Owl -Global Trend Watch


Owls are long-sighted and generally solitary creatures. Epic Tomorrows require many owl-like humans, picking up on global trends and reporting back to E.T. These trends are watched with entrepreneurs and activists in mind.

Trends relevant to the response-abilities of Epic Tomorrows:


Full Fact ‘The UK’s Independent Fact Checking Charity’

Globescan Sustainability Leaders Report 2017: assessing who are the leaders in ‘sustainable development’ (just one perspective)

Post Carbon Institute preparing individuals for the rest of the 21st Century

Union of Concerned Scientists: attempting to lead the way on sustainability issues in America. According to Richard Heinberg, if the drive for Powerdown i.e. the controlled relocalisation of culture and end of fossil fuel dependency, doesn’t happen in North America, it will be hard for it to happen anywhere. Canada and America use the most energy per head of population compared to any other large industrial nation (including the European nations.)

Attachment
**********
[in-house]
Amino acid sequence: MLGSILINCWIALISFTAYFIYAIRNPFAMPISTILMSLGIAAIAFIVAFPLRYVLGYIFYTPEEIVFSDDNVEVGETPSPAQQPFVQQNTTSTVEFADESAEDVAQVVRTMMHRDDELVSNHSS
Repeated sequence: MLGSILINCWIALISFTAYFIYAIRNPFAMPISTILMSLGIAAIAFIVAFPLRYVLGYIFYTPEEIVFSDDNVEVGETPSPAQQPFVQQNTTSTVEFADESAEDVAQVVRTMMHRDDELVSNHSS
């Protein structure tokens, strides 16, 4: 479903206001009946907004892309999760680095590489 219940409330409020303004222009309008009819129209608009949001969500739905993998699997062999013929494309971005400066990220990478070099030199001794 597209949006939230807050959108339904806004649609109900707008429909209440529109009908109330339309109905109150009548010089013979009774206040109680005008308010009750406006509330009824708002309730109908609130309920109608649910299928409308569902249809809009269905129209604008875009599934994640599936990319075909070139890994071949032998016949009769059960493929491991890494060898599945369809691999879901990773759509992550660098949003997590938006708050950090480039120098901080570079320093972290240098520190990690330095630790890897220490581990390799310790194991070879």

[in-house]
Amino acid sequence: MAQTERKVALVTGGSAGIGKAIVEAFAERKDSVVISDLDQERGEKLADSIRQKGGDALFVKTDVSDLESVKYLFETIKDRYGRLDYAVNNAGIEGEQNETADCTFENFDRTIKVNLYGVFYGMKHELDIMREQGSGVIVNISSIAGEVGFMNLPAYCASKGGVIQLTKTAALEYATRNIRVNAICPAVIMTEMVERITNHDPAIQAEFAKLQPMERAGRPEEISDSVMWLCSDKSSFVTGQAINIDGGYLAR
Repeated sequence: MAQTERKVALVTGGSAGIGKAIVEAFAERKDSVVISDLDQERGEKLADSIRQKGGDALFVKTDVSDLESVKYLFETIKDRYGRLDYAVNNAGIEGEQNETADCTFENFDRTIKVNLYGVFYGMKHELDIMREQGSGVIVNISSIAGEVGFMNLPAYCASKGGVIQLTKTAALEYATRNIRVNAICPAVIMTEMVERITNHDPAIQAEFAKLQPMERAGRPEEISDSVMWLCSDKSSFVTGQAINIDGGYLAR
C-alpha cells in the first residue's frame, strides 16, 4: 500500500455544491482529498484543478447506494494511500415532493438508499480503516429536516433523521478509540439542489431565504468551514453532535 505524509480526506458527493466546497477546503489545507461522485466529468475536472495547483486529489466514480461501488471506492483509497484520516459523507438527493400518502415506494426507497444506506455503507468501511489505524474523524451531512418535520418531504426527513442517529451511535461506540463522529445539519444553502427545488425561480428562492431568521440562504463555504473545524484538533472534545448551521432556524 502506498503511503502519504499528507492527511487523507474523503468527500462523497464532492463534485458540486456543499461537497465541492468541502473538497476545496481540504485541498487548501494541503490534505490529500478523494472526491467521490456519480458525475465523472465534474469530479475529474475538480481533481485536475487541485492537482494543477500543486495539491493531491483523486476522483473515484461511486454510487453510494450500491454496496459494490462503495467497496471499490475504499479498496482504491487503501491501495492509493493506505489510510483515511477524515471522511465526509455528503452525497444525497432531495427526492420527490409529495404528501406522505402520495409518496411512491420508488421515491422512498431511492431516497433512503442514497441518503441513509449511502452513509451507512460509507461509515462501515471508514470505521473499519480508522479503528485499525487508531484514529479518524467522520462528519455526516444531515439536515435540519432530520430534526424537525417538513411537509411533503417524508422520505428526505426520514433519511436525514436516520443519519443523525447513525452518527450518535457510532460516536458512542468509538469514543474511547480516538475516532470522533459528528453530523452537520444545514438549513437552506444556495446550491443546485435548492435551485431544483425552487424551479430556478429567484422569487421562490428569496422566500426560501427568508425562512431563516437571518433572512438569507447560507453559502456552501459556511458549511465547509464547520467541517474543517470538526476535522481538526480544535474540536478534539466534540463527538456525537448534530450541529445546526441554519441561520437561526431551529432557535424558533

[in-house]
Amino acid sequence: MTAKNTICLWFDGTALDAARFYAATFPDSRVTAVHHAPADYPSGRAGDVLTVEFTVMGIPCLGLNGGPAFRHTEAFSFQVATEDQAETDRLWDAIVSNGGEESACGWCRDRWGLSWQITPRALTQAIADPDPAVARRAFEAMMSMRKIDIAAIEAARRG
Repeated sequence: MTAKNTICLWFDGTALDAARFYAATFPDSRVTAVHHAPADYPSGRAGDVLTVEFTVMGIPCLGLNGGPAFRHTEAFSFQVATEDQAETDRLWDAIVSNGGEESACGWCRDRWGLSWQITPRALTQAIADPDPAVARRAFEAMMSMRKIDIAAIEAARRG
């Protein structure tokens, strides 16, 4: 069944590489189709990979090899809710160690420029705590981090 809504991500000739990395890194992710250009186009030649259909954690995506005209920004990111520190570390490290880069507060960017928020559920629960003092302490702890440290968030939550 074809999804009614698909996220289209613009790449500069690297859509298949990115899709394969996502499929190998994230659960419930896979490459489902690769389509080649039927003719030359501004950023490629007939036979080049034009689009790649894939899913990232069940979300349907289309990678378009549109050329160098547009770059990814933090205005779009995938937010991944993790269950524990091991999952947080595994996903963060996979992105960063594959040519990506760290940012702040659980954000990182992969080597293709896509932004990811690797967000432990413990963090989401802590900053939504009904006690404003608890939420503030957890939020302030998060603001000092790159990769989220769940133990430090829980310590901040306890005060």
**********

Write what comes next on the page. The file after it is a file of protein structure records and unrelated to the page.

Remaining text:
Vital Signs Online / Worldwatch Institute: amalgamated environmental trends


Age Groups:

Millenials definition // Millenials and activism in the USA: 2017 report



Living Planet Index: tracking global biodiversity

IUCN Red List Index: list of endangered species

Biodiversity Indicators Partnership: developing / delivering biodiversity indicators


Black Swan Events:

‘A Black Swan event is an event in human history that was unprecedented and unexpected at the point in time it occurred. However, after evaluating the surrounding context, domain experts (and in some cases even laymen) can usually conclude: “it was bound to happen’ -from Black Swan Events


Climate Change: